Others have taken more drastic measures. The Washington Post is preparing for layoffs, after shutting down its Sunday magazine as well as its Spanish-language podcast and opinion section. CNN and Morning Brew are planning layoffs as well. Last month, Outside, Vice Media Group and BDG let go of employees. Protocol shut down entirely and The Recount is reportedly near its end. Gannett has been eliminating hundreds of jobs since August.

Along with layoffs comes hiring freezes. Like many other publishers, The Economist is slowing down hiring.

“We’re being cost conscious across the business but we are not stopping anything we do. We are not closing down divisions. We are just managing costs because we know we are heading into difficult times,” Cohn said. – Sara Guaglione

What we’ve heard

“I do think that we’re going to see a really robust second half but we’re trying to keep those tentpole events spread out through the year because … that will help ensure revenue when we’re predicting a potentially softer market.” 

– Sherry Phillips, CRO of Forbes

Numbers to know

$1.6 million: The amount of funds nonprofit investigative news outlet ProPublica received from Sam Bankman-Fried’s family foundation that it intends on returning. This was the first part of a $5 million grant.

24: The number of work stoppages across newsrooms in the U.S. this year.

58%: The percentage of 63 publisher pros who said their 2022 revenues are up compared with their revenues in 2021, per Digiday+ Research. This number is significantly lower than the 86% of publishers who predicted their revenues would grow in 2022. 

What we’ve covered

Group Black’s Travis Montaque outlines company’s media M&A ambitions:

  • Group Black has further indicated its ambitions with multiple reports this year that it’s looking to buy either BDG, Vice Media Group or Vox Media.
  • During the latest episode of the Digiday Podcast, Montaque laid out how acquiring a scaled media company would fit into Group Black’s strategy.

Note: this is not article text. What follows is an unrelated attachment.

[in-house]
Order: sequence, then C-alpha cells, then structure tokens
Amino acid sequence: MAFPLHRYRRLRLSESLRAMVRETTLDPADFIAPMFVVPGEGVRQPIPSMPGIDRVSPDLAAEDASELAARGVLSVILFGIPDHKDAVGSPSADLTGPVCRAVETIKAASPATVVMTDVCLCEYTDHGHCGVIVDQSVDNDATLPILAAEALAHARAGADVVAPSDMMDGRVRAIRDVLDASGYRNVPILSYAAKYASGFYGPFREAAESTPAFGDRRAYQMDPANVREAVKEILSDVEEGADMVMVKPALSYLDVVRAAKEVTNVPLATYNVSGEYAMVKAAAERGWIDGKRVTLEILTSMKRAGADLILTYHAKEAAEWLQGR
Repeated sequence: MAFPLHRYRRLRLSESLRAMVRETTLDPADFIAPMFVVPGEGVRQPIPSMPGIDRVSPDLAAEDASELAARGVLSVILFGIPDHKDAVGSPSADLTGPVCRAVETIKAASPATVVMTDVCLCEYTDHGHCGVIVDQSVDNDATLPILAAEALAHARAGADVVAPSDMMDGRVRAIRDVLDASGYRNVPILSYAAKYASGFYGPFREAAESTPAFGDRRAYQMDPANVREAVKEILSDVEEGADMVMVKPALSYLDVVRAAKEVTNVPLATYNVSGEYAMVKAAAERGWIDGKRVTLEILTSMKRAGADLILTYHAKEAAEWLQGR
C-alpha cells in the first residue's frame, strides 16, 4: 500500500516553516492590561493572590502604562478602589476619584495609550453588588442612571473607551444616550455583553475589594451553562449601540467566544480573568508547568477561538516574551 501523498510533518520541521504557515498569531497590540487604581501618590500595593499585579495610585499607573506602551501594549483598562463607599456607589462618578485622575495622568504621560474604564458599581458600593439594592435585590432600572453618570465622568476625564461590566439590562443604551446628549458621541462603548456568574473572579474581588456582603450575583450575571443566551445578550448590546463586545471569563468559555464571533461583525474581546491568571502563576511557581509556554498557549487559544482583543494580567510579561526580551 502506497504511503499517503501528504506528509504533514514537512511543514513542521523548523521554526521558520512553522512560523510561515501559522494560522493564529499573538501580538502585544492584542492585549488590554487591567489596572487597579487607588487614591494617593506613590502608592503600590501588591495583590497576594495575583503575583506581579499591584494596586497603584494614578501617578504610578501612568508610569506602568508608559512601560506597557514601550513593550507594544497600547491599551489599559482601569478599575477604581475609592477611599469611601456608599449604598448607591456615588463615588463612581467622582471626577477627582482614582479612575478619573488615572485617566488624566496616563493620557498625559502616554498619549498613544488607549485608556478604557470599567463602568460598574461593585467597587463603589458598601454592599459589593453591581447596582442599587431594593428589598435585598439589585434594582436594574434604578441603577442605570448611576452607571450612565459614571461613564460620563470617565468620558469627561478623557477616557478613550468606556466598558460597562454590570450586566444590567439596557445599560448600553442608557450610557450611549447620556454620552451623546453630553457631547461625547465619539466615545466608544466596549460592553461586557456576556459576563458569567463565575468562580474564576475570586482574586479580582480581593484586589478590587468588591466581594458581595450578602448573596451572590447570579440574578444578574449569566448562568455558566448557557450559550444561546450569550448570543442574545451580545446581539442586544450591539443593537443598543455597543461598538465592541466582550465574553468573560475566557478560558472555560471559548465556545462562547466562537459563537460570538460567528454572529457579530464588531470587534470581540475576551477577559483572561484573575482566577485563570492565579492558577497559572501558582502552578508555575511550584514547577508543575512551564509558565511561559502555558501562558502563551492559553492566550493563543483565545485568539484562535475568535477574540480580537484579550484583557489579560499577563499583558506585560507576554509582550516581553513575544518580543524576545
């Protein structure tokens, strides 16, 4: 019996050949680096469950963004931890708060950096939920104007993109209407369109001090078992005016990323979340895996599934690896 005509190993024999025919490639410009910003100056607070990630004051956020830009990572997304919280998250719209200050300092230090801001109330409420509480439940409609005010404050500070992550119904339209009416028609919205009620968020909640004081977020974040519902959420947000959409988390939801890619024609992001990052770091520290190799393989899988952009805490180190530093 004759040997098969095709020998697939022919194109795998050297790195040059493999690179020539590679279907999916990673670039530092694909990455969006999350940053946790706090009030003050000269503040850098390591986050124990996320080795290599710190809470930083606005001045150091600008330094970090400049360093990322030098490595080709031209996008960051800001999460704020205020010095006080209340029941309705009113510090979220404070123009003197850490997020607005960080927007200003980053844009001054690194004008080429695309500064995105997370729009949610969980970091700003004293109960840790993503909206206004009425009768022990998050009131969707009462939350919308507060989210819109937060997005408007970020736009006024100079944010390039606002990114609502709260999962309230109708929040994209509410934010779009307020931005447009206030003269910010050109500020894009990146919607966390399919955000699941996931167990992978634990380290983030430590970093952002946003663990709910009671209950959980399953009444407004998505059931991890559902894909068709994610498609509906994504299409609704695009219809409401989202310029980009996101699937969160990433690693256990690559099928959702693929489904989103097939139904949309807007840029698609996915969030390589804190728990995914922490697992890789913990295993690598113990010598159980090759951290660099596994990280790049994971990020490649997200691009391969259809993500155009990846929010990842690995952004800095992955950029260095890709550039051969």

Listen to the conversation with Montaque here.

Digiday+ Research: News Publisher Subscription Index:

  • The challenge of constructing the best digital offering to entice readers to open their wallets is now a near-universal one for many media execs previously unfamiliar with subscription revenue. 
  • This report is the first piece to come out of our Digiday Subscription Index, a research framework that analyzes and ranks a set of publications across digital threshold experience, member benefits and pricing and plans dimensions.

Learn more about how different publishers are approaching their subscription businesses here.

Confessions of a holiday gift guide writer:

  • Publishers’ fourth quarter commerce plans usually kick off as early as August, but that doesn’t make holiday weeks any less stressful. 
  • A commerce writer talks about their experience writing gift guides and holiday shopping stories while dealing with longer hours and fending off product pitches from eager publicists.

Learn more about the role of a commerce writer here.

Journalist Aaron Rupar on the ‘chilling effect’ of being suspended by Twitter:

  • Aaron Rupar, a former Vox journalist who now works independently, was one of the journalists who had their Twitter accounts suspended last week.
  • Digiday spoke with Rupar to hear his thoughts on his Twitter suspension and what it means for his work and business.

Learn about how Rupar handled this ban here.

What we’re reading

Vice Media is on track to miss its revenue projection by $100 million this year: 

Vice Media is expected to earn $600 million in revenue this year, flat with 2021’s total revenue, versus the $700 million target it set earlier this year, reported The Wall Street Journal. This is a blow for the company as it pursues sale talks with Greek broadcaster Antenna Group at a valuation of about $1.5 billion.

The duopoly is dead, long live Google and Meta:

Google and Meta will bring in less than half of all U.S. digital advertising revenue — 48.4% to be exact —this year for the first time since 2014, according to Axios.

Digital media runs on nepotism: 

In the ’90s and aughts, three outlets — Rolling Stone, Vanity Fair and Vogue — were more notorious than others for hiring the kids of top editors and publishers, according to Vulture.